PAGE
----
Winter is a great time to prune deciduous trees. You can see the structure easily as you look for crossing branches and dead, diseased, or damaged wood. Clean cuts made by rabbits and jagged edges made by deer foraging for food during winter may also be found. On days when temps are above freezing, put on heavy-duty gloves, sharpen and clean the pruners, and trim for healthy growth.

Quick Tip #1

Clean pruners with alcohol between trimming different plants to limit the spread of disease.

Quick Tip #2

Branches that grow inward and rub on one another need to be pruned out to keep growth away from the plant center.

Quick Tip #3

Cut unwanted branches at an angle on the branch intersection without leaving a stub. Shape and thin your deciduous plants following their natural features.

Quick Tip #4

Opening up the canopy of a tree or the structure of shrubs will allow greater air circulation and reduce fungal disease.

Quick Tip #5

Before the end of March, prune woody plants that bloom in summer, like hydrangeas, clethra, St. John’s wort, and weigela.

Quick Tip #6

If you like the size and shape of your hydrangea as it is right now, let it be. For Arborescens and Panicle Hydrangeas, we recommend lightly deadheading the dried flowers. To maintain a shorter shrub, the canes of Arborescens can be cut back to 6″-12″. Panicles can be lightly pruned, but not cut back to the ground. Oakleaf Hydrangea may occasionally need older, thicker stems removed in spring after new growth starts showing. The first set of flowers comes from older stems on the Endless Summer or Big Leaf Hydrangeas, so wait until the leaf buds open before only pruning out the dead portions of stems. Mountain Hydrangeas also bloom on new and old wood and pruning is typically not needed, but can be pruned to shape immediately after the spring bloom.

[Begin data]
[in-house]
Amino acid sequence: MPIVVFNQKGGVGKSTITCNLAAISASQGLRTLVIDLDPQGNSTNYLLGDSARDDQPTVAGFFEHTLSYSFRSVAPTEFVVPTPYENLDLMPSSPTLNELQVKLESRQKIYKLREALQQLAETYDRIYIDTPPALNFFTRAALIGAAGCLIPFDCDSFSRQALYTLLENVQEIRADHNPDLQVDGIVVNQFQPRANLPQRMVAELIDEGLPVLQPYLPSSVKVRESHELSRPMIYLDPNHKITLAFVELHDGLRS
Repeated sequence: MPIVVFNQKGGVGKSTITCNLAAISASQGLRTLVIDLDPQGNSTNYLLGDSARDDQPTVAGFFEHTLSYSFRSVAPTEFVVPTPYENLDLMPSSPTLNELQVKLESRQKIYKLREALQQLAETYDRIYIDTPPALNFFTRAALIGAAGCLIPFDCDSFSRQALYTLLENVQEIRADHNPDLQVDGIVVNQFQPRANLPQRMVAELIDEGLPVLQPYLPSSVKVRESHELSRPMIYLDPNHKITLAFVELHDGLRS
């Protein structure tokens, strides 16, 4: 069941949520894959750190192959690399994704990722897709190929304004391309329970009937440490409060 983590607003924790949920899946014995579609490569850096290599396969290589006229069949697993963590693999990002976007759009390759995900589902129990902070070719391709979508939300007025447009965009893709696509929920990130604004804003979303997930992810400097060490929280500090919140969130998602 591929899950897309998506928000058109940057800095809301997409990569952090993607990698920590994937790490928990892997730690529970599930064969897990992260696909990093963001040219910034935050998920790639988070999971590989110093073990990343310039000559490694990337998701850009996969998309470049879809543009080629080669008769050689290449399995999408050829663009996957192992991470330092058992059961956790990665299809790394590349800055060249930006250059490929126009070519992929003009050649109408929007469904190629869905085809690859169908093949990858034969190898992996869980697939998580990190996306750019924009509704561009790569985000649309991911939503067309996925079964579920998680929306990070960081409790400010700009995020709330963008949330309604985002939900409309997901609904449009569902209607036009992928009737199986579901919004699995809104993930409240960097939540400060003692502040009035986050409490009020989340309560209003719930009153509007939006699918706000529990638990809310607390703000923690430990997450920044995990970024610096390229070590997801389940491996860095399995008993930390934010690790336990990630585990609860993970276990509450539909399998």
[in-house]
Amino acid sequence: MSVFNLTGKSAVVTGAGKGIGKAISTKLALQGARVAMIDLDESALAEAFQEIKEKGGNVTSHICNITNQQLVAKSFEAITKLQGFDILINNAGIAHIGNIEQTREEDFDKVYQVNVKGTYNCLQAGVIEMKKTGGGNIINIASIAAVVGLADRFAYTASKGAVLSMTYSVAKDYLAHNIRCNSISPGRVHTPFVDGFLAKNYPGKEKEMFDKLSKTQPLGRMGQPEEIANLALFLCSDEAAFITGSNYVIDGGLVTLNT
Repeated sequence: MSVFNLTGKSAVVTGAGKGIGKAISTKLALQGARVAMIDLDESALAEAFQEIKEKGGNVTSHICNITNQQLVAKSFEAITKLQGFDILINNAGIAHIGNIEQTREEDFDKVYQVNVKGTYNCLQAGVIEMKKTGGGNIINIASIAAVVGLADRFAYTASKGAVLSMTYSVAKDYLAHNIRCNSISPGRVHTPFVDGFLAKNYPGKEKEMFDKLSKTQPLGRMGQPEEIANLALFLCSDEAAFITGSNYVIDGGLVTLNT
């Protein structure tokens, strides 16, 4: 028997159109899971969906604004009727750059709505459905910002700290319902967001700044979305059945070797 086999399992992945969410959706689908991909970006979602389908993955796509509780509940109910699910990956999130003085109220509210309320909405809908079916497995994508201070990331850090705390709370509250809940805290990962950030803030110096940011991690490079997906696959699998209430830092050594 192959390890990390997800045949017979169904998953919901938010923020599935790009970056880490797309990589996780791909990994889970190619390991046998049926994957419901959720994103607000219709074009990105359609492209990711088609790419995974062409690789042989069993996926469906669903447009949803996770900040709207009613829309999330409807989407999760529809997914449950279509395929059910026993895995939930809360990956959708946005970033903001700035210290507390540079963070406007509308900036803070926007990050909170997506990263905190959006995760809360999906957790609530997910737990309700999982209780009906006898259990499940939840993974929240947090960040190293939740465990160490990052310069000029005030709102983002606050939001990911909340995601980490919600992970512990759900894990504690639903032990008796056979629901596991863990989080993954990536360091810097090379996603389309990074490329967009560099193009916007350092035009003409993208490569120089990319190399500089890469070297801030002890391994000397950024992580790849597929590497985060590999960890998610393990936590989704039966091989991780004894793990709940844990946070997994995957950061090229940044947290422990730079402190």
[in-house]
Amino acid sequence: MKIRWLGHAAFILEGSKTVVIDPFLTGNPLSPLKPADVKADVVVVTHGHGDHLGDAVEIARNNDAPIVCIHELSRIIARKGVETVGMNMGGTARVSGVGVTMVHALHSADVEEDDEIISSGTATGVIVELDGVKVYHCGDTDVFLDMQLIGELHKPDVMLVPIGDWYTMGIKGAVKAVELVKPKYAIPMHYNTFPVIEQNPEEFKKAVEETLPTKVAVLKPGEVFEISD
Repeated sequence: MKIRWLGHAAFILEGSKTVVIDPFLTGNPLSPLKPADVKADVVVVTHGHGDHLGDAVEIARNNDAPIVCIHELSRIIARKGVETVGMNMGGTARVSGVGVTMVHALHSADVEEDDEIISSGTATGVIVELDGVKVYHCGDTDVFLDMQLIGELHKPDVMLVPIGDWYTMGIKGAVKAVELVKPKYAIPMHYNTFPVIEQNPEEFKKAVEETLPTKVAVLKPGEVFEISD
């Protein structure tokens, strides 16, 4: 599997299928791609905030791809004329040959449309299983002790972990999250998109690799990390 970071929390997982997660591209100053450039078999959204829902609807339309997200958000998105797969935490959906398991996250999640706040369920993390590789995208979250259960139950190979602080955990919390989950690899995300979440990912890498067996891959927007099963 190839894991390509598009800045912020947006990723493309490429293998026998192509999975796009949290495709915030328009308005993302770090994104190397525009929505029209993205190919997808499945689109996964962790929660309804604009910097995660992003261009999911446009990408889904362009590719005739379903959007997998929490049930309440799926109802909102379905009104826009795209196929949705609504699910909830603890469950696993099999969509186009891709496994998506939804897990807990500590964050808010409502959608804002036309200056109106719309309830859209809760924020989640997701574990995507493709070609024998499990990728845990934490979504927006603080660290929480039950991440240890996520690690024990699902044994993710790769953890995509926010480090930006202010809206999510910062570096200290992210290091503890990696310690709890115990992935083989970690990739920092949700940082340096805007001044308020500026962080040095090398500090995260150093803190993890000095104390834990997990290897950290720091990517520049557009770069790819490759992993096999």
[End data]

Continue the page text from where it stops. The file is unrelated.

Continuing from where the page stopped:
Quick Tip #7

Prune oaks and elms in winter while insects are still dormant to prevent the spread of Dutch Elm Disease and oak wilt. Trees pruned in late winter while still dormant develop a callous around the cut much more rapidly than those pruned at other times.

Quick Tip #8

Prune birch and maple early too, as pruning cuts may weep excessively once sap begins to flow when the temperature warms up. Eric Gundersen, our Tree & Shrub Manager, shows how to prune larger branches.

Quick Tip #9

Wait to prune plants with flower buds, such as fragrant viburnums, lilacs, and anything that blooms before Memorial Day, until just after they flower.

Quick Tip #10

Forsythia, Quince, Cherry, Magnolia, Redbud, Pear, Crabapple, Pussywillow and even some Maple trees with branches less than ½” in diameter can produce buds indoors when forced. Cut branches will come out of dormancy in a few weeks in a vase of warm water.

“Animal damage can take back a year’s growth in a few minutes”, says Eric. “To prevent deer and rabbits from nibbling on your landscape, use a tree wrap on younger tree trunks and fencing around shrubs.” Pruning before the buds plump up and protecting against animal damage will encourage good spring growth.

Rabbit damage on a shrub.

Chicken wire can be used as fencing.

Tree trunk wrap

Tree wrap to protect young trees.